Playing half their games in Coors Field presents a challenge for the Rockies, yet in their 20 years of existence, they haven't figured out how to conquer this.
The Rockies have only gone to the playoffs three times in their history. Colorado's management is growing impatient with this annual lack of success, so it has come up with radical ideas for how to handle the pitching staff and roster. Although different thinking is needed in Colorado, I don't think management has found the solution.
Since the season ended, Jim Tracy resigned as manager, and he has been replaced by Walt Weiss, who becomes Colorado's sixth manager. Since he played for the Rockies for four years in the 1990s, the team believes he will understand the unique challenges facing his players in the high altitude of Denver. Weiss hasn't managed anywhere professionally, but was a high school baseball head coach in the Denver area.
Weiss believes that when a player is not performing well, he should be benched or demoted to the Minor Leagues. His hard-nosed attitude fits with the Rockies' impatience. I have seen them send down Dexter Fowler for having a minor offensive slump after he had a marvelous offensive performance the previous year. They have traded pitchers who almost won the National League Cy Young Award the prior season because they struggled with their mechanics, which caused their velocity to drop and their control to be poor. Their collective impatience with most players has caused some of their troubles.
Everyone who has watched baseball from Denver knows pitching will always be a concern for the Rockies. The thin, dry air a mile above sea level doesn't provide enough resistance to make the ball curve. It also helps the baseball travel farther in the air. Consequently, home runs are a common occurrence and pitchers frequently hang curveballs. Not many pitchers want to play at Coors Field because it has been a hitters' paradise. Attracting free-agent pitchers has been a real problem for the Rockies. When they succeeded with this, the often-overpaid pitchers didn't perform satisfactorily. They seldom have developed good pitchers in their Minor League system.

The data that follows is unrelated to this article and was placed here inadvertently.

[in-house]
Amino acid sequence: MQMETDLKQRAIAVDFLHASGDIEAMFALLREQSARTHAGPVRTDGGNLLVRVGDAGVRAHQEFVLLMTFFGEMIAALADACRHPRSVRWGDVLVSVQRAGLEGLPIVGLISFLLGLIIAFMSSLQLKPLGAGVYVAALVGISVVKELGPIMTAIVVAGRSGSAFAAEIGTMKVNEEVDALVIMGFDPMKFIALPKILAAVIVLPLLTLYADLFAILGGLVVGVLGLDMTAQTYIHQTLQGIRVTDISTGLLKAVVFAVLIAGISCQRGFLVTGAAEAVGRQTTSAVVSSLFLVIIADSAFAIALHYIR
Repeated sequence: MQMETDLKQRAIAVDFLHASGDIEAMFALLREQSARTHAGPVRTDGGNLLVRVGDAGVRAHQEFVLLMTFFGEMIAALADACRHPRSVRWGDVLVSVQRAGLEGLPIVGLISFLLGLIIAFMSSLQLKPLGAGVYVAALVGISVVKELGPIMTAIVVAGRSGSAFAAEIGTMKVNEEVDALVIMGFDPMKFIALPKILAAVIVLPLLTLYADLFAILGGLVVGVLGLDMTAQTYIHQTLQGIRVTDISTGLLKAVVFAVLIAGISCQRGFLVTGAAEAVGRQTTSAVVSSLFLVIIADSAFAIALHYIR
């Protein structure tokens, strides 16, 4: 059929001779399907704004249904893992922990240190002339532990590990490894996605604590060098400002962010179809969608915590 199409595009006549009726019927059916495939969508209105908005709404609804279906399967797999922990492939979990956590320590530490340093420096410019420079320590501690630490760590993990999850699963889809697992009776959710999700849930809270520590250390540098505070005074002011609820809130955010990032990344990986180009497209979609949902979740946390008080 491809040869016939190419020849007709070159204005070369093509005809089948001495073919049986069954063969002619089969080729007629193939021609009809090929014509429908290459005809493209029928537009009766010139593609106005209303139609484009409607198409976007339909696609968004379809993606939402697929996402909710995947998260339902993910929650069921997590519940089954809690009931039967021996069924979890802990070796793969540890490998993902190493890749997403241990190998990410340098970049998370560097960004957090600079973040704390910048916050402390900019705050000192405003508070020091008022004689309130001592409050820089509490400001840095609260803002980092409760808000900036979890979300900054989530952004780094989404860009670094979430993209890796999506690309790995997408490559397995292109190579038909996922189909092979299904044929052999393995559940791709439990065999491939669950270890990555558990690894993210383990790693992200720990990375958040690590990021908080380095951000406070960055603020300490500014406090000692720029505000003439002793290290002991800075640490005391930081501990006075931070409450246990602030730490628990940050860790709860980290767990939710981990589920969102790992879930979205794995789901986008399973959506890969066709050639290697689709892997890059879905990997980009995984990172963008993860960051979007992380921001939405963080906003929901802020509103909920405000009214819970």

For part of this past season, the Rockies went with a four-man rotation and a 75-pitch limit for starters. This year they will go back to a five-man rotation and a looser pitch limit. I agree that pitching in Colorado needs to be viewed differently than pitching at sea level. However, I don't like how the Rockies approach their pitching problems, because I have seen many starters in the first innings at Coors who couldn't escape jams.
Other than their well-publicized pitching problems, the Rockies had a rash of injuries that undermined their efforts. Todd Helton, 39 and dealing with chronic back problems, should be designated as a pinch-hitter. Since James Loney has experienced much success in Denver, the Rockies should consider signing him. Unless Troy Tulowitzki proves he can remain healthy and play 140 games a season, the Rockies need to consider trading him -- if they can find takers for his enormous contract.
Although the Rockies scored the third-most runs in the NL, they had problems on offense, having wasted countless scoring opportunities. A more stable lineup would help their offense.
The Rockies face some of the most unusual challenges in baseball. The organization is correct to think outside the box, but their ideas probably won't work to make them more competitive. They need to develop a new plan for how to run their team.
Sarah D. Morris can be reached at firstname.lastname@example.org. This story was not subject to the approval of Major League Baseball or its clubs.